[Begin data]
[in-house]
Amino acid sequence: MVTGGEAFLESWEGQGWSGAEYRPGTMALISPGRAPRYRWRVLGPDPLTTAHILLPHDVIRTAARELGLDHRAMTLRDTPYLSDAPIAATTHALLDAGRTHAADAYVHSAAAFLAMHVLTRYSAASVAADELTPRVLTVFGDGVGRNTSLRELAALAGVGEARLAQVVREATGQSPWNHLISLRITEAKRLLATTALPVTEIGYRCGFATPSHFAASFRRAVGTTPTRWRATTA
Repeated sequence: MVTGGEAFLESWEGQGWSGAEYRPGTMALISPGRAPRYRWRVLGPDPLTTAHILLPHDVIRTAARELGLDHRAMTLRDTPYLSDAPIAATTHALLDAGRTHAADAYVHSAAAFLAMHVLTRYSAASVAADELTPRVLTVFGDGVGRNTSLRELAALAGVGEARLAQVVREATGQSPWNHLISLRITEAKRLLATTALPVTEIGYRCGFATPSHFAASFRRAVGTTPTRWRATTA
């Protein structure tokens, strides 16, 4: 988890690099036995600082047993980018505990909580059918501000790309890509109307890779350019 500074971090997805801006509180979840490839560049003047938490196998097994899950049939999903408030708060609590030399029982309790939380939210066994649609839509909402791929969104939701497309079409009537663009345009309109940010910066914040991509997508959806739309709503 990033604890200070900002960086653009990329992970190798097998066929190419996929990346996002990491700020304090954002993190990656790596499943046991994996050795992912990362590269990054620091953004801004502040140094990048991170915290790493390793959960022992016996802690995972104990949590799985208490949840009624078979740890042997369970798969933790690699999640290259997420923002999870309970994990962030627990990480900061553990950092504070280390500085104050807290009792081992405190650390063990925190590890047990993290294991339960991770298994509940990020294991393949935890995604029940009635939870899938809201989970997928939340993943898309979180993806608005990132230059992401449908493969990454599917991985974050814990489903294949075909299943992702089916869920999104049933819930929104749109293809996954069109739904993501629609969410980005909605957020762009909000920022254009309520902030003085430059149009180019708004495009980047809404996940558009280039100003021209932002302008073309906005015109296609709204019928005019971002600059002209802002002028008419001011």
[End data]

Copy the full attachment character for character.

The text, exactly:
[in-house]
Amino acid sequence: MVTGGEAFLESWEGQGWSGAEYRPGTMALISPGRAPRYRWRVLGPDPLTTAHILLPHDVIRTAARELGLDHRAMTLRDTPYLSDAPIAATTHALLDAGRTHAADAYVHSAAAFLAMHVLTRYSAASVAADELTPRVLTVFGDGVGRNTSLRELAALAGVGEARLAQVVREATGQSPWNHLISLRITEAKRLLATTALPVTEIGYRCGFATPSHFAASFRRAVGTTPTRWRATTA
Repeated sequence: MVTGGEAFLESWEGQGWSGAEYRPGTMALISPGRAPRYRWRVLGPDPLTTAHILLPHDVIRTAARELGLDHRAMTLRDTPYLSDAPIAATTHALLDAGRTHAADAYVHSAAAFLAMHVLTRYSAASVAADELTPRVLTVFGDGVGRNTSLRELAALAGVGEARLAQVVREATGQSPWNHLISLRITEAKRLLATTALPVTEIGYRCGFATPSHFAASFRRAVGTTPTRWRATTA
């Protein structure tokens, strides 16, 4: 988890690099036995600082047993980018505990909580059918501000790309890509109307890779350019 500074971090997805801006509180979840490839560049003047938490196998097994899950049939999903408030708060609590030399029982309790939380939210066994649609839509909402791929969104939701497309079409009537663009345009309109940010910066914040991509997508959806739309709503 990033604890200070900002960086653009990329992970190798097998066929190419996929990346996002990491700020304090954002993190990656790596499943046991994996050795992912990362590269990054620091953004801004502040140094990048991170915290790493390793959960022992016996802690995972104990949590799985208490949840009624078979740890042997369970798969933790690699999640290259997420923002999870309970994990962030627990990480900061553990950092504070280390500085104050807290009792081992405190650390063990925190590890047990993290294991339960991770298994509940990020294991393949935890995604029940009635939870899938809201989970997928939340993943898309979180993806608005990132230059992401449908493969990454599917991985974050814990489903294949075909299943992702089916869920999104049933819930929104749109293809996954069109739904993501629609969410980005909605957020762009909000920022254009309520902030003085430059149009180019708004495009980047809404996940558009280039100003021209932002302008073309906005015109296609709204019928005019971002600059002209802002002028008419001011």